These are just my humble suggestions but it does seem odd that the science can be dicussed so “clinically” when the fate of humanity appears to be at stake. In that regard I am with Edward Greish, ccpo, and others who may appear too alarmist. Of course, if you do become more politcally active, the targets on your back will become exponentially larger. Can we ask you to take more hits after all you have been through? It is a quandry. I would do it but I do not have your credibility. Who is going to take action because of what a junior college teaching faculty member says about climate change?

    Scott A. Mandia, Professor of Physical Sciences
    Selden, NY
    Global Warming: Man or Myth?
    My Global Warming Blog
    Twitter: AGW_Prof
    “Global Warming Fact of the Day” Facebook Group

    Comment by Scott A Mandia — 11 Jul 2010 @ 9:52 AM

  184. Re:182 Didactylos

    Yes, I did miss that. Got it now, thank you.

    Comment by Mikel — 11 Jul 2010 @ 11:17 AM

  185. Interesting summary. I also found some useful information, like that the WMO 1999 was not that well known.

    I made my analysis of Climategate and this report with a data sharing angle. I have found that the discussion about the data sharing is not sufficiently based on knowledge of the field. It is not straight forward, to put it mildly.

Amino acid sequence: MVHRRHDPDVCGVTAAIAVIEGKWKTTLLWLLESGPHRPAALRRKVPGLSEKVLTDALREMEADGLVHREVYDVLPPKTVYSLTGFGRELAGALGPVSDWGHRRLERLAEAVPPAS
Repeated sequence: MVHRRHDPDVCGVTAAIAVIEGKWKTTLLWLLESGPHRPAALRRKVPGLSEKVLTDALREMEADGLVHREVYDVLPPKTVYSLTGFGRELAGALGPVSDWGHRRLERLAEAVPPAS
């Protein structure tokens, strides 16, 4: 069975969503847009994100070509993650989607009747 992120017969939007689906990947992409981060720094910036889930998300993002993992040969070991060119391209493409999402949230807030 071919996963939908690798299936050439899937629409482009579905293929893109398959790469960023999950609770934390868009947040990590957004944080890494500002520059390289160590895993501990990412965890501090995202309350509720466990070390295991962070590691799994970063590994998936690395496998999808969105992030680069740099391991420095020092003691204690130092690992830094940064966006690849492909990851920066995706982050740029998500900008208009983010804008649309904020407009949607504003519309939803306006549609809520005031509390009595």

I wrote this on Science2.0 in an article I call Do you believe in global warming – Climategate revisited – Again.:

    As far as I understand, the major critic lies in the input to WMO 1999 report and misleading hockey stick graph. To my knowledge, the explanation of the graph is in the scientific article, but not included in the graph itself or in the caption. However, I found that the point of this article was the uncertainties in the data that were ‘evened out’.

    It still remains somewhat unclear to me, since people insist this part is omitted in the information. I have really a hard time believing that a scientific publication lack this information and would appreciate if someone could provide me with a reference or link where I can find this information.